How to write an SOP for MBA Program versus an MS Program
Ideally, a Statement of Purpose is a 1000 word long essay that describes to the University you have applied to your goals, the reasons behind the same and lists in detail some specific qualities that make you eligible and a sound candidate for the place applied for. As a general practice, most of the top ranked Management Schools have a set of long and short essay questions. Another courses, traditionally, have a requirement of a Statement of Purpose or SOP. But what happens when a University asks for a Statement of Purpose for admission to its MBA program? Should you write it in any manner different from that of an MS Program or an MA/ MSc. Program? The answer is yes.
Essentially, the structure or sample format of an SOP remains the same, in terms of word length and purpose of writing the essay – to explain to the Admission Committee why you are the right candidate for the university. This is done by sharing your motivations, goals and more importantly your skill set and abilities that distinguish you from the rest. Then what is so different for in a SOP for an MBA course? Here are the basic differences and how they must be approached.
Understanding the Theme
A student writing for an MBA vis a vis a student writing for an MS or an MA/MSc program are distinguished by the profile. Largely speaking, a candidate applying for an MBA degree from a university abroad would have a work experience of at least 2 years or more. This, on the other hand, may or may not be the case for another program. Often, students can and do apply for a post graduate degree with a minimal or no experience as it is not an eligibility criteria. But an MBA aspirant is a candidate who has work experience. This would effectively change the general theme of your essay.
Also, what a student must remember is that the intent vary. An MBA program seeks to understand your leadership potential, your decision making ability and your communication skill set at large. Remember, as a manager…these are the key differentiators and are important for your success. For an MS course, for instance, the intent may be commercial or may be purely academic and research oriented. In those aspects, the skills being searched for are extremely different. Accordingly, what you must include in a MS SOP would alter from things you must include in your MBA SOP.
With such differences in the person writing the statement of purpose…the structure would be accordingly different. An MBA aspirant ought to focus on showcasing the above mentioned abilities by sharing relevant events. Also, while an MBA aspirant would have and should highlight the work experience, an MS student need not worry about it. What is required in the latter case is to highlight the knowledge of the subject and how you have enhanced the same!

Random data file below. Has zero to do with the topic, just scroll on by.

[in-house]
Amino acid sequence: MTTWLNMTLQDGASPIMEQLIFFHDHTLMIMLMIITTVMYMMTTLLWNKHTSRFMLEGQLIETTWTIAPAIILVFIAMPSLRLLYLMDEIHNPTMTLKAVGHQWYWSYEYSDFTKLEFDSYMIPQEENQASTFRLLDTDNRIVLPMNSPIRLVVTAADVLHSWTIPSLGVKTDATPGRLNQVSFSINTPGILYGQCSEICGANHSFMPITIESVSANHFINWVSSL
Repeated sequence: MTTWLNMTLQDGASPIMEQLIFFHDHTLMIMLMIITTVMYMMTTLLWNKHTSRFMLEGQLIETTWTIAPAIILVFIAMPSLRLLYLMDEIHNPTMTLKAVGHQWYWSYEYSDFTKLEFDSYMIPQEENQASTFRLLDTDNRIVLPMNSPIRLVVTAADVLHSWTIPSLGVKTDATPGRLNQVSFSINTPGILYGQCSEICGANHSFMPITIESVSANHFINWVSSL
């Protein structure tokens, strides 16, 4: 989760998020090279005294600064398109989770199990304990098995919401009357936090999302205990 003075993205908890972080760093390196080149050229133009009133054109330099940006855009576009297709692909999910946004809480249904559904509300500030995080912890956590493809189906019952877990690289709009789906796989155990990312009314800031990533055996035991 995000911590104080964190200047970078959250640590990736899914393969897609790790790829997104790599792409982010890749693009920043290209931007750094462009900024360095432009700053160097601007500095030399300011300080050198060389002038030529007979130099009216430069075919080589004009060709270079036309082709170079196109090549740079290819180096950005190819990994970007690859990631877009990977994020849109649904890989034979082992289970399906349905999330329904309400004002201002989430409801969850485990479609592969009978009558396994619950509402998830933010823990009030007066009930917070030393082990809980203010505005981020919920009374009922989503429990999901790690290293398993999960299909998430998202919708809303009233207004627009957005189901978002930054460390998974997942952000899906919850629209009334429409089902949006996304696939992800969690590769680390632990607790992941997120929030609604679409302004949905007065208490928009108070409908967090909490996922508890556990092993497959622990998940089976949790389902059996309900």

Using Technical Jargon
I often come across students applying for MS programs and writing generic Statement of Purpose and I often guide them to be comfortable with using technical language. For instance, a student applying for an MS in Biotechnology or Microbiology can use words like ELISA, SDS PAGE, and Immunoblotting. These words, need not be explained as such but if it were used for an MBA application…they must have a bit of a background as to what they are!
A student needs to understand that a MS program admission committee would comprise of experts of your subjects…which may or may not be true for an MBA program. Moreover, the admission committee needs to see the intent of your choices and how they make you a good candidate for a management program and not how you excelled in your physics lab. The key to writing a good SOP for an MBA program is to keep it self-explanatory and use technical language in moderation and never without a brief explanation. For an MS program…technical language is all okay. They know what you are talking about…no need to waste precious words on explaining what they are!
Often, an MBA SOP would be a long essay question, and would detail what all specific information the university seeks from you. For instance, a university might ask you to provide two long essays…one about your career aspirations and the other that talks about how you would add value to the program. While the first might be asked as a Statement of Purpose, the second need not be an SOP. However, what a candidate needs to remember is that both the essays would be read by the same admission committee…don’t duplicate information.
The intent of asking the second question is to give a student enough space and leverage to extrapolate on his/ her goals and ambitions. They have given you another 1000 words to talk about how good you are in extra-curricular and as a value add. Use the words judiciously! Do not repeat the information unless and until the university suggests that you can! While there are many differences, remmeber there are a few things that you should not include in your SOP...irrespective of which course you are writing your SOP for.
Keep the above pointers in mind while writing your Statement of Purpose…keep it uniquely you and you are sure to find success. So take your time and understand what the university wants to know about you and more importantly…what you would want the university to know about you. Keep the word limit in mind, the language crisp and message clear.
Note: This does not apply if you are applying for MS in Management or other related subjects that do not require work experience.